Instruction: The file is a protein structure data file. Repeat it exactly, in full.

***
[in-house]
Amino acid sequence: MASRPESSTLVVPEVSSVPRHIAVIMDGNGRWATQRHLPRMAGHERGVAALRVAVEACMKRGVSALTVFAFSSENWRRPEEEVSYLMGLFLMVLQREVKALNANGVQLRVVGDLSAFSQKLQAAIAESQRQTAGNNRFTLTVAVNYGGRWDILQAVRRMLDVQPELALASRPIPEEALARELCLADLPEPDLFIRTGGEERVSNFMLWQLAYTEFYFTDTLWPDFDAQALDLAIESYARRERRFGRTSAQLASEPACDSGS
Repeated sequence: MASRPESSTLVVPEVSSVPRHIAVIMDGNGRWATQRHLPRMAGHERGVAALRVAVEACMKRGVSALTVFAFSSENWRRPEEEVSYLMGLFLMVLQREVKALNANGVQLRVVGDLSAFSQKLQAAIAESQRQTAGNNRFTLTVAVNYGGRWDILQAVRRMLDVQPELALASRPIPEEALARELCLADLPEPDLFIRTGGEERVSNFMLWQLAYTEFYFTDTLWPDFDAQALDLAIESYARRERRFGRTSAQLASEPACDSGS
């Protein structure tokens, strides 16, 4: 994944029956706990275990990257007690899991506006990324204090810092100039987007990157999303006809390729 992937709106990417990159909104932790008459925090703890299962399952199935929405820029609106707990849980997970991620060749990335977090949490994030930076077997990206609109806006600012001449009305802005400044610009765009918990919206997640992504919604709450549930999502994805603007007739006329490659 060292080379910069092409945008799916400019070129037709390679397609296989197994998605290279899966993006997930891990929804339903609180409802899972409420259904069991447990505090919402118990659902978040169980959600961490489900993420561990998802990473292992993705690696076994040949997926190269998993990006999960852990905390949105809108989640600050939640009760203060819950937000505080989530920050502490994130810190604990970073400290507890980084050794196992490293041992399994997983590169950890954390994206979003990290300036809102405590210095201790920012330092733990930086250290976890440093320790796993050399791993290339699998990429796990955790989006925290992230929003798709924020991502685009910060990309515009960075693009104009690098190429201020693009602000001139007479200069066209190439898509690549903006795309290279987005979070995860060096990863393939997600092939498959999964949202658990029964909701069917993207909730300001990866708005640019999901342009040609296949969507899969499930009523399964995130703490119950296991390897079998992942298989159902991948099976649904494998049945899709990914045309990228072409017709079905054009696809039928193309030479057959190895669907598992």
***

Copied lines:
[in-house]
Amino acid sequence: MASRPESSTLVVPEVSSVPRHIAVIMDGNGRWATQRHLPRMAGHERGVAALRVAVEACMKRGVSALTVFAFSSENWRRPEEEVSYLMGLFLMVLQREVKALNANGVQLRVVGDLSAFSQKLQAAIAESQRQTAGNNRFTLTVAVNYGGRWDILQAVRRMLDVQPELALASRPIPEEALARELCLADLPEPDLFIRTGGEERVSNFMLWQLAYTEFYFTDTLWPDFDAQALDLAIESYARRERRFGRTSAQLASEPACDSGS
Repeated sequence: MASRPESSTLVVPEVSSVPRHIAVIMDGNGRWATQRHLPRMAGHERGVAALRVAVEACMKRGVSALTVFAFSSENWRRPEEEVSYLMGLFLMVLQREVKALNANGVQLRVVGDLSAFSQKLQAAIAESQRQTAGNNRFTLTVAVNYGGRWDILQAVRRMLDVQPELALASRPIPEEALARELCLADLPEPDLFIRTGGEERVSNFMLWQLAYTEFYFTDTLWPDFDAQALDLAIESYARRERRFGRTSAQLASEPACDSGS
């Protein structure tokens, strides 16, 4: 994944029956706990275990990257007690899991506006990324204090810092100039987007990157999303006809390729 992937709106990417990159909104932790008459925090703890299962399952199935929405820029609106707990849980997970991620060749990335977090949490994030930076077997990206609109806006600012001449009305802005400044610009765009918990919206997640992504919604709450549930999502994805603007007739006329490659 060292080379910069092409945008799916400019070129037709390679397609296989197994998605290279899966993006997930891990929804339903609180409802899972409420259904069991447990505090919402118990659902978040169980959600961490489900993420561990998802990473292992993705690696076994040949997926190269998993990006999960852990905390949105809108989640600050939640009760203060819950937000505080989530920050502490994130810190604990970073400290507890980084050794196992490293041992399994997983590169950890954390994206979003990290300036809102405590210095201790920012330092733990930086250290976890440093320790796993050399791993290339699998990429796990955790989006925290992230929003798709924020991502685009910060990309515009960075693009104009690098190429201020693009602000001139007479200069066209190439898509690549903006795309290279987005979070995860060096990863393939997600092939498959999964949202658990029964909701069917993207909730300001990866708005640019999901342009040609296949969507899969499930009523399964995130703490119950296991390897079998992942298989159902991948099976649904494998049945899709990914045309990228072409017709079905054009696809039928193309030479057959190895669907598992």